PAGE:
Home nursing aide going on trial in death of Shores patient
Gina Albrecht, the Vero Highlands woman accused of swindling 81-year-old Marbrisa resident George May then leaving him to starve to death in late October 2012, will face a jury next week on multiple charges, including the manslaughter of her former patient.
Albrecht was assigned Certified Nursing Assistant duties in May’s home via a home-health agency in June 2011 after May’s wife died and he became unable to care for himself without assistance due to the onset of dementia.
Court documents say that the 37-year-old Albrecht gained May’s trust, kindled a romantic relationship with the man and moved her family into his Shores home – even pawning her husband Ryan off as a butler.
Prosecutors will try to convince a jury that Albrecht gradually took control of May’s finances, spent all his liquid assets estimated at more than $200,000, secured her inheritance of his home and his life insurance proceeds via a new will, then moved out of the Marbrisa home and left May to die in his bed.
The case has been postponed several times until this spring, Judge Robert Pegg instructed attorneys to be ready to go to trial on July 20. Defense attorney Bobby Guttridge had requested one more continuance in the case, but last Friday Guttridge withdrew that motion.
Guttridge is a partner in the law firm of Sullivan and Sullivan, and shares an office suite with Chuck Sullivan Jr. and with Charles Sullivan Sr., who was arrested two weeks ago on charges of sexual battery.
The allegations were made by a secretary who worked, in part, for Guttridge, and in part for Sullivan Jr., who represented Albrecht in matters related to the May case. When asked if the secretary’s departure contributed to his need to ask for the continuance, Guttridge said no, that it was simply a matter of witnesses being unavailable.
“I wouldn’t let something like that (the loss of a secretary due to allegations against Sullivan Sr.) interfere with my work,” Guttridge said, adding that the situation naturally makes preparing for trial more difficult. “It’s a big, huge case. It’s document-intensive,” he said.
“My client wants to get the trial done, it’s taken a long time and we want to get the trial behind us,” Guttridge said.
On Tuesday of this week, before the actual start of the trial, attorneys were scheduled to call three witnesses for testimony and cross-examination in the courtroom before Judge Pegg. Their testimony was to be videotaped to be played during the trial to the jury.
Guttridge said he planned to call two case workers from the Florida Department of Children and Families, who had been summoned to assess the situation in the home. The DCF case was cleared, and those witnesses, he said, are expected to present testimony favorable to Albrecht. “If not, I wouldn’t put them on the stand,” Guttridge said.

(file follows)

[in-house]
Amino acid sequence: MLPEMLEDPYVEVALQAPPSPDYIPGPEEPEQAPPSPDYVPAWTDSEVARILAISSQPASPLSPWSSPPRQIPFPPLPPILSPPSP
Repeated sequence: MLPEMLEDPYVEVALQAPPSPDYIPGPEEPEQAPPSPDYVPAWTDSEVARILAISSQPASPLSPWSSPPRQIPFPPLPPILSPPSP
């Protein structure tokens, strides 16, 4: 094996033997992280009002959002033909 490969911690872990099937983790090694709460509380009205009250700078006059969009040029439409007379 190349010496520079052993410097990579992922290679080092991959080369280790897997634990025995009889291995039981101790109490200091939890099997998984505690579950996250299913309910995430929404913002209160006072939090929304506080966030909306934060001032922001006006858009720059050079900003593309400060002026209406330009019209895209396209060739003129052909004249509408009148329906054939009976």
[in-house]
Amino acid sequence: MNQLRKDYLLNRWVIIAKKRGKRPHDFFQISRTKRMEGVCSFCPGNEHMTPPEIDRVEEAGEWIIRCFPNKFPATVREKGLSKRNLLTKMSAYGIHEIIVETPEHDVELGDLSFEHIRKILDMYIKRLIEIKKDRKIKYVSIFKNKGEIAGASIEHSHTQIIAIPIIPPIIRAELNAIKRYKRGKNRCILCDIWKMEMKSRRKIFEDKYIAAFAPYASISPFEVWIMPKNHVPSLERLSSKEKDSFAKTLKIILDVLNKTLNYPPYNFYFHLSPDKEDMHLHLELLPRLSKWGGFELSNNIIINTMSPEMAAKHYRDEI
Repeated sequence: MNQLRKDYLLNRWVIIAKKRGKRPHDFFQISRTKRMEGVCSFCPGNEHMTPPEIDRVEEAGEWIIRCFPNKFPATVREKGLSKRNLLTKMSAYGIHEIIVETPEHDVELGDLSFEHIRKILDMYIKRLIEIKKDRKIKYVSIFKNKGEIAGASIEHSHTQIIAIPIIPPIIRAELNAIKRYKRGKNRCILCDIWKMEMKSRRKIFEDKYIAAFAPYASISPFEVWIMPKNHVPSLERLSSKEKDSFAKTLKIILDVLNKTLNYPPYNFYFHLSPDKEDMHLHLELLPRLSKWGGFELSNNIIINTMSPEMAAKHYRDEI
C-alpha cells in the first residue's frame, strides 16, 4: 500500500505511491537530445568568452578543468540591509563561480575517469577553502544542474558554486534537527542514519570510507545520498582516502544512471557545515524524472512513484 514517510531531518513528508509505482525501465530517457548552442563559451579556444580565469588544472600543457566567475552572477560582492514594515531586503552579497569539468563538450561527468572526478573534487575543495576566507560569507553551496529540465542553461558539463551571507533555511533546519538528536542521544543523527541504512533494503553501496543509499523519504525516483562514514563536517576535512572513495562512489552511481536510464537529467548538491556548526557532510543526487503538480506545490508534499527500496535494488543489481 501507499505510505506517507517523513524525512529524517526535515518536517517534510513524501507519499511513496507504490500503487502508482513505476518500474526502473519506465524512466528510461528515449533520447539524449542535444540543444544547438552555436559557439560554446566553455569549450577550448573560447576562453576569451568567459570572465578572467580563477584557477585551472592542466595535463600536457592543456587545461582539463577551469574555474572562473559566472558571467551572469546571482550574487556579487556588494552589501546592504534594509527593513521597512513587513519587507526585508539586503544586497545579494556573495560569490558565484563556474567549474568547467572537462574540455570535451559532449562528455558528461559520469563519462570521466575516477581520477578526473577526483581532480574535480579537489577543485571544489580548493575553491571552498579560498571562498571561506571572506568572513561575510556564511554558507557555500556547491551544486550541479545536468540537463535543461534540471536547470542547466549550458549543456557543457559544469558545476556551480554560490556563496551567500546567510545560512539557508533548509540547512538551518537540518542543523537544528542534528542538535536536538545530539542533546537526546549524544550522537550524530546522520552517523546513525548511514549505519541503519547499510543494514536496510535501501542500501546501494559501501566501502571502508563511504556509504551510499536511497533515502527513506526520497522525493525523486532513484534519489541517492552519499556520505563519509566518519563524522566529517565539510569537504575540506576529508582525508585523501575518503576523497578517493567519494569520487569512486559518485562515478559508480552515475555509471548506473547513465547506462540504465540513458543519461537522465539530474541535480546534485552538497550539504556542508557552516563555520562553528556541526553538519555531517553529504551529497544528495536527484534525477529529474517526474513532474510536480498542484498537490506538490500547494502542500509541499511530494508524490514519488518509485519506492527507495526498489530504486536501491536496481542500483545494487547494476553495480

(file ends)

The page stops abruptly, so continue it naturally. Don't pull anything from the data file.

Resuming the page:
Assistant State Attorney Lev Evans, who heads up State Attorney Bruce Colton’s major economic crimes division, said his colleague Assistant State Attorney David Dodd planned to call a neighbor of Gina and Ryan Albrecht from the Vero Highlands, where the couple lived with their two young daughters.
Court records show neighbors told investigators that the Albrechts held numerous “tag sales” which may have involved furniture, dishware and other household items taken from May’s home.
Then this coming Monday, Guttridge and prosecutors Evans and Dodd will proceed with jury selection. Pegg has ordered 60 potential jurors to appear Monday and 60 more Tuesday, but if the process is completed on Monday, the parties will take Tuesday off and begin with opening arguments on Wednesday morning.
The state will present its case against Albrecht first, with plans to wrap up on Friday afternoon or Monday morning. Indian River Shores Public Safety officers, including the Shores’ only investigator, Det. Shawn Hoyt, are expected to figure prominently in the case for the prosecution.
Town Manager Robbie Stabe was the Shores’ chief law enforcement officer at the time of May’s death as Public Safety Chief. Indian River Sheriff’s Office detectives also worked the investigation as Albrecht is a county resident, and events that allegedly took place at her residence play a role in the state’s case. The investigation spanned six months after May’s death before Albrecht was arrested in May 2013.
After the prosecution rests, Guttridge will present the defense, which is expected to take several days, followed by any rebuttal witnesses and closing statements. The jury is expected to be sent to deliberate toward the end of the second week.